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Old 05-14-2009, 11:17 PM
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River River is offline
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Location: NM, USA
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Originally Posted by Mark1npt View Post
I'm reaching a level of peace and contentment I never knew existed. I guess, one cold consider that "mystic", huh?
My two cents -- to be taken with at least a pinch of salt:

Different traditions and sources define or describe "mysticism" in differing ways, of course. Many traditions are theistic, and these divide in terms of whether the tradition is monotheistic, polytheistic, pantheistic or panentheistic--and there may be yet others(!). Personally, I lost interest in religion and theism long ago, and prefer to explore these things almost as a scientist would--without a lot of prejudgements about what it is I'm exploring in experience. Only, the scientist is looking for explanations and concepts, and I'm looking to evolve or grow in my capacity to have suchlike as peace, joy, freedom, happiness, ecstasy, generosity, kindness, compassion, wonder.... And some yet unnamed--especially those!

I'm not a theist. I'm a "naturalistic mystic". Nature, to me, is whole and undivided into categories like sacred/profane, holy/unholy, divine/earthly.... I'm also influenced a lot by buddhism, and especially zen, and also taoism -- both of which I interpret as non-dual and naturalistic mystical traditions.

There may be sciences of ecstacy, joy, freedom..., but they are very different sorts of sciences than the natural sciences such as physics, biology, chemistry, etc. Distinguishing myth and hearsay and anecdotal evidences and superstition from spiritual fact is very tricky! And, anyway, it isn't a "mystical" fact as an explanation. Mystics of every tradition almost always say, "you can't grasp this stuff with your intellect; you're going to have to cultivate the experience."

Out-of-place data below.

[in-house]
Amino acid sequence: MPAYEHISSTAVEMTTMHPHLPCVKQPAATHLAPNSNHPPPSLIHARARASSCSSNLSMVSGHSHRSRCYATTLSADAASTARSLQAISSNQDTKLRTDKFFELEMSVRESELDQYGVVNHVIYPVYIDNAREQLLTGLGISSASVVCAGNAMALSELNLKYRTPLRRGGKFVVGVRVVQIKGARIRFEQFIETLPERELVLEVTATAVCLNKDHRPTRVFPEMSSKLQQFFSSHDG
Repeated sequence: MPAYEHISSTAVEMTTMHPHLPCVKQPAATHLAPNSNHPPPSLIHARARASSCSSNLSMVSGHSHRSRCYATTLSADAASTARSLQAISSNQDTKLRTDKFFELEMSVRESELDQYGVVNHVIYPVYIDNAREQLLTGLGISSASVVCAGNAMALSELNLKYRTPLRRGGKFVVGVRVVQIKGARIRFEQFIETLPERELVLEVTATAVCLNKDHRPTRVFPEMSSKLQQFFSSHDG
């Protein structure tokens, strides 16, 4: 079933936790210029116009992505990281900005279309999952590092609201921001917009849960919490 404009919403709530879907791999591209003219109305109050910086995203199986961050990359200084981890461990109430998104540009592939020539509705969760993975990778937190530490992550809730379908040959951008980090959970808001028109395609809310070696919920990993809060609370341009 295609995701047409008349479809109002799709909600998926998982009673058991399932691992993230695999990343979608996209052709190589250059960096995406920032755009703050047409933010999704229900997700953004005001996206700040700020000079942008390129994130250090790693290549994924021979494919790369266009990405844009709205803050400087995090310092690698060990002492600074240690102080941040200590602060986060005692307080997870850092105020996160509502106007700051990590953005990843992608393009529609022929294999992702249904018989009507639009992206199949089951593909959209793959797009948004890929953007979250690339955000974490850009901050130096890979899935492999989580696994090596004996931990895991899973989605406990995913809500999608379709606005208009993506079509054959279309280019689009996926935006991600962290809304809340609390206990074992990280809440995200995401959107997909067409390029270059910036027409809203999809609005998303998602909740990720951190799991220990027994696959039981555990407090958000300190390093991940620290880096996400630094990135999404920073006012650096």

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Final additional thought: I think most of what's going on in "mystical experiences" can be explained and understood in psychological terms--though I'd not use a Freudian analytical psychological theory to frame such explanations. We could just as easily explain feelings of mystical union with others, the world, nature, the cosmos..., the universe..., as a dropping away of ego defensiveness and a profound re-integration of a fragmented or alienated or dissociated self (or sub-selves) with itself and its environment. Most, or at least very many, people have recurrences of such experiences in their lives, leading to levels of joy, peace and happiness they never dreamed of in their contracted/defensive strategies and the like. Those defensive strategies usually get a strangle-hold on our energies and capacity for vulnerability and openness to experience and wonder.... When we begin to drop these, we bloom wildly. As Annie Dillard put it in her book, Pilgrim at Tinker Creek: "I had been my whole life a bell, and never knew it until at that moment I was lifted and struck."

Last edited by River; 05-14-2009 at 11:29 PM.
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